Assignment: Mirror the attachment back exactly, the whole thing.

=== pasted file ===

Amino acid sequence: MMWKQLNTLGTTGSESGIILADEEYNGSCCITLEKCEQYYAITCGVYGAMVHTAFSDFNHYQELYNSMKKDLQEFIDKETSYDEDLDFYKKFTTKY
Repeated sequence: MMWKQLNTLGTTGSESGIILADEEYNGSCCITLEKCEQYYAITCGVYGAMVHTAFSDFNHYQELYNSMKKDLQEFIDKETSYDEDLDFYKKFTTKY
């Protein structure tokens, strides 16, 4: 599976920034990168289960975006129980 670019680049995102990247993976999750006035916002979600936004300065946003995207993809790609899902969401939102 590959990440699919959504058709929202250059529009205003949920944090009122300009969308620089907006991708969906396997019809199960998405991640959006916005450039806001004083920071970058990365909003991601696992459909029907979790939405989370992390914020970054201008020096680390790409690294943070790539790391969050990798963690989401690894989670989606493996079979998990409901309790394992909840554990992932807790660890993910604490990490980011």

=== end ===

Amino acid sequence: MMWKQLNTLGTTGSESGIILADEEYNGSCCITLEKCEQYYAITCGVYGAMVHTAFSDFNHYQELYNSMKKDLQEFIDKETSYDEDLDFYKKFTTKY
Repeated sequence: MMWKQLNTLGTTGSESGIILADEEYNGSCCITLEKCEQYYAITCGVYGAMVHTAFSDFNHYQELYNSMKKDLQEFIDKETSYDEDLDFYKKFTTKY
């Protein structure tokens, strides 16, 4: 599976920034990168289960975006129980 670019680049995102990247993976999750006035916002979600936004300065946003995207993809790609899902969401939102 590959990440699919959504058709929202250059529009205003949920944090009122300009969308620089907006991708969906396997019809199960998405991640959006916005450039806001004083920071970058990365909003991601696992459909029907979790939405989370992390914020970054201008020096680390790409690294943070790539790391969050990798963690989401690894989670989606493996079979998990409901309790394992909840554990992932807790660890993910604490990490980011």